Repeated references to excreta, and sodomy dilutes to a great extent, the larger message intended to be parlayed by the author to his readers. Even Hassan’s grandmother is not spared. Ravaged by senility the elderly woman resorts to storing her urine in a bucket by her bedside and once it is filled, taking it and throwing the contents at a goat belonging to an old owner of a brothel. This nauseating act is devoted quite a bit of coverage, while the storage containers alternate between buckets and paper bags.
Maybe these sickening references are contextual. Maybe such graphic descriptions are nothing but a fictional representation of the unfortunate events that actually play out in many parts of the world. Either way, the treatment of the same could have been exercised with better assiduousness and discretion. The author could have perhaps refrained from elaborating on how the most sodomised, and by logical extension, traumatized kid in school gets his shorts pulled down at random by teasing and tormenting bullies, before getting small stones shoved up his rectal passage. There could have been avoided recurring references to people relieving themselves and their preferences in executing and exercising such natural acts.
Hassan’s journey, his successes and defeats, his determination and despair, all make for some important reading from the perspective of understanding, absorbing and appreciating the abject miseries staring the face of millions in underprivileged and underdeveloped countries that have shrugged off the yoke of colonialism. The way in which Hassan’s mother and sister Zakiya choose to meet their fate speaks volumes about the sheer lack of options for the once oppressed and newly liberated. While Hassan’s mother is the epitome of resignation, choosing to meet the blows of both unforgiving fate as well as cruel husband with silent reconciliation, Zakiya determined to rebel against an unjust society chooses to make a statement using her own body. Strutting around with swaying hips, she offers herself to all who can afford her thereby not just bringing disrepute to her family, but also wrecking her life in the process. But what Zakiya does is not much different from what her father has been doing all along. If she is the perpetrated, then her violent father is the perpetrator. Giving himself in with gay abandon to drinking and every other act of debauchery possible, Zakiya’s father is the cause that spawns all unfortunate consequences.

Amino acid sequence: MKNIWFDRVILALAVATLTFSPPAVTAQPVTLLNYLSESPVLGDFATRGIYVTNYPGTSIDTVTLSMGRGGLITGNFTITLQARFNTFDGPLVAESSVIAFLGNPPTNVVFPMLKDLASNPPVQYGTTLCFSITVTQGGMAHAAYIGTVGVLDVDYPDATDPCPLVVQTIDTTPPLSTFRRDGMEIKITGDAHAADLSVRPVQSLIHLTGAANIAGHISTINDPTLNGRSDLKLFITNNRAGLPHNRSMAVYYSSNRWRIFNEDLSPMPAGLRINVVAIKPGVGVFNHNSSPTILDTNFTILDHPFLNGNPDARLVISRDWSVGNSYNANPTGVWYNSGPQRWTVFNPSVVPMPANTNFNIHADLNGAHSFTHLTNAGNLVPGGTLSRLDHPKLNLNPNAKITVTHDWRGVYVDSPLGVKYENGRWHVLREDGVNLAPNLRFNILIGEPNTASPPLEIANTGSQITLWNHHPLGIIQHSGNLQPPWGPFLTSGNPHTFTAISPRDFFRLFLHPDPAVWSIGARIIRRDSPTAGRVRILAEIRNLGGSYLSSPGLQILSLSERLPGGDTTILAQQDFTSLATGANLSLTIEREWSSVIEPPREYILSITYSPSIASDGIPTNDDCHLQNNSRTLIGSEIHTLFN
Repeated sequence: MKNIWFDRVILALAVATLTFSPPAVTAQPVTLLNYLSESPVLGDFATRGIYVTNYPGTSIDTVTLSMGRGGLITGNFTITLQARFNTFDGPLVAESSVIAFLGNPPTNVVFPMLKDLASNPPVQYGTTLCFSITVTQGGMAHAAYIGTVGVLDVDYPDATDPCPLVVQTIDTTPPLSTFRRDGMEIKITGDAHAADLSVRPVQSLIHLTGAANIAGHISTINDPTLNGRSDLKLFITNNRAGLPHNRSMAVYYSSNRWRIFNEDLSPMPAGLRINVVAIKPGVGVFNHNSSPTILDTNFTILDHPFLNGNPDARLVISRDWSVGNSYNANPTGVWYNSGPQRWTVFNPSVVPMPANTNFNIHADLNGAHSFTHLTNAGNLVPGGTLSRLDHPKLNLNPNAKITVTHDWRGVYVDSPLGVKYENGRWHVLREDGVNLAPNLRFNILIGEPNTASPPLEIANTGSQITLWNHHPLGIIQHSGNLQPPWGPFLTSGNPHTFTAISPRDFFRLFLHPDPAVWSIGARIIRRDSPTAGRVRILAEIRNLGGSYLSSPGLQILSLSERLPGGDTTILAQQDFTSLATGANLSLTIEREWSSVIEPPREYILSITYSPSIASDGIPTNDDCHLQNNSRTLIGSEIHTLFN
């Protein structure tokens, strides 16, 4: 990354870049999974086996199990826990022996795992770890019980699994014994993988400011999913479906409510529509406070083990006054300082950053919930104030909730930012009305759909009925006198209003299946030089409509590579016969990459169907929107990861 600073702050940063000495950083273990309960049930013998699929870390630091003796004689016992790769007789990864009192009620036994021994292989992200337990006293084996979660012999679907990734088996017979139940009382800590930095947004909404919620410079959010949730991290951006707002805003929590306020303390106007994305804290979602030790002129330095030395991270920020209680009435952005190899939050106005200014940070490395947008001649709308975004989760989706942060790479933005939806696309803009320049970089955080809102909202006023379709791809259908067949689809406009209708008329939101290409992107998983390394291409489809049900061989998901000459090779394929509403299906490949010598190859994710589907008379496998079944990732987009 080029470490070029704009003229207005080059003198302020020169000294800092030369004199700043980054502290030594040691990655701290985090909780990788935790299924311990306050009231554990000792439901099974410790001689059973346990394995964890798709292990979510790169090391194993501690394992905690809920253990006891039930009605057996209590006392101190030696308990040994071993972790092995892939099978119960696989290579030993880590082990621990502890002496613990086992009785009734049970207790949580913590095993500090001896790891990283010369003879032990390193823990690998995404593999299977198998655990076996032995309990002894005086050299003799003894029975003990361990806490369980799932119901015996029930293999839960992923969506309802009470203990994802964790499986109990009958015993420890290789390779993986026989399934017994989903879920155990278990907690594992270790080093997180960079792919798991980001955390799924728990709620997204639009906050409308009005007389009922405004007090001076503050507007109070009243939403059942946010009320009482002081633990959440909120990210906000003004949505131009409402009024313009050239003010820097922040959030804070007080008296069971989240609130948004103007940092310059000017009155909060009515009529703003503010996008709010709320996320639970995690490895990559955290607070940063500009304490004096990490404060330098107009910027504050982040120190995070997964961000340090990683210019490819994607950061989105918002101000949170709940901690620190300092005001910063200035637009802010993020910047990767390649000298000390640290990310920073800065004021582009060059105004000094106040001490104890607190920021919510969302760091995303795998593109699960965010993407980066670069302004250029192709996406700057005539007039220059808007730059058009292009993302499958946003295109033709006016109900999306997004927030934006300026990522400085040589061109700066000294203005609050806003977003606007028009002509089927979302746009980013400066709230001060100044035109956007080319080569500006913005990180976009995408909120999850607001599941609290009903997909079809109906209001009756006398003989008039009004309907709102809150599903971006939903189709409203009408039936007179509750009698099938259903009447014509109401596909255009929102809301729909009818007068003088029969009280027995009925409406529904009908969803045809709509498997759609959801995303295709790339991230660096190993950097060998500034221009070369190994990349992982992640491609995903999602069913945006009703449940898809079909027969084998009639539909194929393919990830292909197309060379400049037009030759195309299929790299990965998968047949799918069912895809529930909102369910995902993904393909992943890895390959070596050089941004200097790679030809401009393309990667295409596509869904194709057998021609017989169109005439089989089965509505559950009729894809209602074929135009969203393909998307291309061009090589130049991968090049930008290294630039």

While Independence for many erstwhile colonies, represents a tangible and symbolic disengagement from the tyrannical yoke of colonization, the liberated nations often find themselves inextricably, interminably, and innately wedded to the constructs of colonialism. Hence, the urgent and indispensable need for them to transform as nations imbued by a decolonial conscience rather than being misled by the smug and false comfort offered by post-colonial philosophies.
While Gurnah’ s book attempts to deal with the above in a courageous manner, the perfectly avoidable obsession with filth takes away the nub of the message intended to be conveyed, a message that is most important and is the need of today.